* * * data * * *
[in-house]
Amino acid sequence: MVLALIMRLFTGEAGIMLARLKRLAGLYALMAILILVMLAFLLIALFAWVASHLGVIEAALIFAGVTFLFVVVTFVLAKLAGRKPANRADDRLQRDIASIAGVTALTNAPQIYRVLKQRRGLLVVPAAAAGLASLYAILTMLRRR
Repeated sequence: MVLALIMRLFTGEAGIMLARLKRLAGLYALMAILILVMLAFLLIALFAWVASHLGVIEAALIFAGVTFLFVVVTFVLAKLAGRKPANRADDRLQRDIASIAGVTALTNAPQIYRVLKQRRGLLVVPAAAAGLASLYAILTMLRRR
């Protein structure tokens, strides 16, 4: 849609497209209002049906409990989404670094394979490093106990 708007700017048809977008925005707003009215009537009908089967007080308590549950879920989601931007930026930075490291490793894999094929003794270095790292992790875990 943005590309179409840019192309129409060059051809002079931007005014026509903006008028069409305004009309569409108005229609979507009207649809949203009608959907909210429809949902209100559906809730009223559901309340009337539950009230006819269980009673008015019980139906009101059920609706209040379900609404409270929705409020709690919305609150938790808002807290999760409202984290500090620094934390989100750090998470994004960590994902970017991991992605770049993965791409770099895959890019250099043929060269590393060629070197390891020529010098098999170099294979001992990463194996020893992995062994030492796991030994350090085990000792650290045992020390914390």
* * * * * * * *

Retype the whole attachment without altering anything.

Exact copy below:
[in-house]
Amino acid sequence: MVLALIMRLFTGEAGIMLARLKRLAGLYALMAILILVMLAFLLIALFAWVASHLGVIEAALIFAGVTFLFVVVTFVLAKLAGRKPANRADDRLQRDIASIAGVTALTNAPQIYRVLKQRRGLLVVPAAAAGLASLYAILTMLRRR
Repeated sequence: MVLALIMRLFTGEAGIMLARLKRLAGLYALMAILILVMLAFLLIALFAWVASHLGVIEAALIFAGVTFLFVVVTFVLAKLAGRKPANRADDRLQRDIASIAGVTALTNAPQIYRVLKQRRGLLVVPAAAAGLASLYAILTMLRRR
């Protein structure tokens, strides 16, 4: 849609497209209002049906409990989404670094394979490093106990 708007700017048809977008925005707003009215009537009908089967007080308590549950879920989601931007930026930075490291490793894999094929003794270095790292992790875990 943005590309179409840019192309129409060059051809002079931007005014026509903006008028069409305004009309569409108005229609979507009207649809949203009608959907909210429809949902209100559906809730009223559901309340009337539950009230006819269980009673008015019980139906009101059920609706209040379900609404409270929705409020709690919305609150938790808002807290999760409202984290500090620094934390989100750090998470994004960590994902970017991991992605770049993965791409770099895959890019250099043929060269590393060629070197390891020529010098098999170099294979001992990463194996020893992995062994030492796991030994350090085990000792650290045992020390914390």